What is concurrent validity?

We assess the concurrent validity of a measurement procedure when two different measurement procedures are carried out at the same time. Concurrent validity is established when the scores from a new measurement procedure are directly related to the scores from a well-established measurement procedure for the same construct; that is, there is consistent relationship between the scores from the two measurement procedures. This gives us confidence that the two measurement procedures are measuring the same thing (i.e., the same construct). Take the following example:

Study #1
Test effectiveness, intellectual ability, and concurrent validity

Let's imagine that we are interested in determining test effectiveness; that is, we want to create a new measurement procedure for intellectual ability, but we unsure whether it will be as effective as existing, well-established measurement procedures, such as the 11+ entrance exams, Mensa, ACTs (American College Tests), or SATs (Scholastic Aptitude Tests). However, we want to create a new measurement procedure that is much shorter, reducing the demands on students whilst still measuring their intellectual ability.

A sample of students complete the two tests (e.g., the Mensa test and the new measurement procedure). There is little if any interval between the taking of the two tests. We want to know whether the new measurement procedure really measures intellectual ability. If it does, you need to show a strong, consistent relationship between the scores from the new measurement procedure and the scores from the well-established measurement procedure. This is often measured using a correlation.

The scores must differentiate individuals in the same way on both measurement procedures; that is, a student that gets a high score on Mensa test (i.e., the well-established measurement procedure) should also get a high score on the new measurement procedure. This should be mirrored for students that get a medium and low score (i.e., the relationship between the scores should be consistent). If the relationship is inconsistent or weak, the new measurement procedure does not demonstrate concurrent validity.

What is predictive validity?

Assessing predictive validity involves establishing that the scores from a measurement procedure (e.g., a test or survey) make accurate predictions about the construct they represent (e.g., constructs like intelligence, achievement, burnout, depression, etc.). Such predictions must be made in accordance with theory; that is, theories should tell us how scores from a measurement procedure predict the construct in question. In order to be able to test for predictive validity, the new measurement procedure must be taken after the well-established measurement procedure. By after, we typically would expect there to be quite some time between the two measurements (i.e., weeks, if not months or years). Take the following example:

Study #2
Student admissions, intellectual ability, academic performance, and predictive validity

Universities often use ACTs (American College Tests) or SATs (Scholastic Aptitude Tests) scores to help them with student admissions because there is strong predictive validity between these tests of intellectual ability and academic performance, where academic performance is measured in terms of freshman (i.e., first year) GPA (grade point average) scores at university (i.e., GPA score reflect honours degree classifications; e.g., 2:2, 2:1, 1st class). This is important because if these pre-university tests of intellectual ability (i.e., ACT, SAT, etc.) did not predict academic performance (i.e., GPA) at university, they would be a poor measurement procedure to attract the right students.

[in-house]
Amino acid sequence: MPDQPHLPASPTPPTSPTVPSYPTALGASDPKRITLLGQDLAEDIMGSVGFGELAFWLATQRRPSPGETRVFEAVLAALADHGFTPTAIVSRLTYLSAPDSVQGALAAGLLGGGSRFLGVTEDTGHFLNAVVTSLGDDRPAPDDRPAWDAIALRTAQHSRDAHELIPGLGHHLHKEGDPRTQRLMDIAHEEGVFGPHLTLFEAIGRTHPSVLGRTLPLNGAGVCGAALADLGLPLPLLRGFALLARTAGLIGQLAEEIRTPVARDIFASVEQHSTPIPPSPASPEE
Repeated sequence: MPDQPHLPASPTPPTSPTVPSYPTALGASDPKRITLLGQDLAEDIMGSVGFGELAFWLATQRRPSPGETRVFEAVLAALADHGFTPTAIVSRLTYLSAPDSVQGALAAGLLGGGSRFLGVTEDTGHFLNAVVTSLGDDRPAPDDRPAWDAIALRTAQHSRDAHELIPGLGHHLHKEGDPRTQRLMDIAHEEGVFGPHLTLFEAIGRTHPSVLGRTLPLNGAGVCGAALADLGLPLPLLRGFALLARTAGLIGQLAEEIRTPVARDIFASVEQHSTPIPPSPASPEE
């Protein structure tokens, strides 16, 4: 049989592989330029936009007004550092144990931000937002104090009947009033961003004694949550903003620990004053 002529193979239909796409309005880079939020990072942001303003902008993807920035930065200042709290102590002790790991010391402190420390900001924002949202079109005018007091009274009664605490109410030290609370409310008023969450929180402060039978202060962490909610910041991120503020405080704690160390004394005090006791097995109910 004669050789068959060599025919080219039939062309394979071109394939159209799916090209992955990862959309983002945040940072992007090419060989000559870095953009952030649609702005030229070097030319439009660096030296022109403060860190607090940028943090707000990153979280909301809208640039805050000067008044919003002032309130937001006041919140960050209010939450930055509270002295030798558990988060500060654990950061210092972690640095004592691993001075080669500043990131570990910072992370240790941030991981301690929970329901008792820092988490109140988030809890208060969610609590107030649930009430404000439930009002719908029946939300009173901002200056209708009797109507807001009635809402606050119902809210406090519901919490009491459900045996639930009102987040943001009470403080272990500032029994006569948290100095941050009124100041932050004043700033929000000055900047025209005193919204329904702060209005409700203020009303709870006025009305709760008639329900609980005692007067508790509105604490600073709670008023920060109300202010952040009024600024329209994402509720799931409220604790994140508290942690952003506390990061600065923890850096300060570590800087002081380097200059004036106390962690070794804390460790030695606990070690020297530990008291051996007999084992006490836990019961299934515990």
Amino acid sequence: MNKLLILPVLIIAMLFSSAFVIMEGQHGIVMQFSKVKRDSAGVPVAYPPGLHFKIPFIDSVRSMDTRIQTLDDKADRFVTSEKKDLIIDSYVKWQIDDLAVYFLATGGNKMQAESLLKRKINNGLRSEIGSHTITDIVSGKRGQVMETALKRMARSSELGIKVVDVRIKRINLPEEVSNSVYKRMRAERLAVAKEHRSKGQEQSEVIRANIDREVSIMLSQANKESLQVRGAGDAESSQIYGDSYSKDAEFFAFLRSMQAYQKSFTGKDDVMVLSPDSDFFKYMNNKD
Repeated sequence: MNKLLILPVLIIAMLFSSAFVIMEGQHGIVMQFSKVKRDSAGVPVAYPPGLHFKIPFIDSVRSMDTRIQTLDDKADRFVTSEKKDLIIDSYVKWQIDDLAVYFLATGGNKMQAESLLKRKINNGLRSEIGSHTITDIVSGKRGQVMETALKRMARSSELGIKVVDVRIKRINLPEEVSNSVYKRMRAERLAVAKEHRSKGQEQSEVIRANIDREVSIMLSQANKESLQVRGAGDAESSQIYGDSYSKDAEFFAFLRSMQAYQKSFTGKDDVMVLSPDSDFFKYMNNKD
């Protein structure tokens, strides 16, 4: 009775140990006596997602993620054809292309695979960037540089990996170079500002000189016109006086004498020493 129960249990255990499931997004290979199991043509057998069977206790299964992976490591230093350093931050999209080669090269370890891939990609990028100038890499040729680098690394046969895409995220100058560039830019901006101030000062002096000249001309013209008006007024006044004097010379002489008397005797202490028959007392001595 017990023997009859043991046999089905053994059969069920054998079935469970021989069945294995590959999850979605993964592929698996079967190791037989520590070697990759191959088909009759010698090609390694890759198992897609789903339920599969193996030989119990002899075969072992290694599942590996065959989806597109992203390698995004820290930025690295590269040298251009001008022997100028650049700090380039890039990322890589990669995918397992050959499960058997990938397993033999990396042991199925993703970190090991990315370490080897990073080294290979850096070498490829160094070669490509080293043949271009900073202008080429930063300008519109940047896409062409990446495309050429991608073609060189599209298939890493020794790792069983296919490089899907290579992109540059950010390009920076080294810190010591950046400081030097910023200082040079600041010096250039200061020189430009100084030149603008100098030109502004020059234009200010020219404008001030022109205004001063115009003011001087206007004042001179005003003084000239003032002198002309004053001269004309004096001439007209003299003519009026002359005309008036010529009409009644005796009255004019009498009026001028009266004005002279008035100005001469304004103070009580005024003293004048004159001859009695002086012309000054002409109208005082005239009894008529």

However, let's imagine that we are only interested in finding the brightest students, and we feel that a test of intellectual ability designed specifically for this would be better than using ACT or SAT tests. For the purpose of this example, let's imagine that this advanced test of intellectual ability is a new measurement procedure that is the equivalent of the Mensa test, which is designed to detect the highest levels of intellectual ability. Therefore, a sample of students take the new test just before they go off to university. After one year, the GPA scores of these students are collected. The aim is to assess whether there is a strong, consistent relationship between the scores from the new measurement procedure (i.e., the intelligence test) and the scores from the well-established measurement procedure (i.e., the GPA scores). This is often measured using a correlation. If such a strong, consistent relationship is demonstrated, we can say that the new measurement procedure (i.e., the new intelligence test) has predictive validity.

To test the correlation between two sets of scores, we would recommend that you read the articles on the Pearson correlation coefficient and Spearman's rank-order correlation in the Data Analysis section of Lærd Dissertation, which shows you how to run these statistical tests, interpret the output from them, and write up the results.


Haynes, S. N., Richard, D. C. S., & Kubany, E. S. (1995). Content validity in psychological assessment: A functional approach to concepts and methods. Psychological Assessment, 7(3): 238-247.

Vogt, D. S., King, D. W., & King, L. A. (2004). Focus groups in psychological assessment: Enhancing content validity by consulting members of the target population. Psychological Assessment, 16(3): 231-243.

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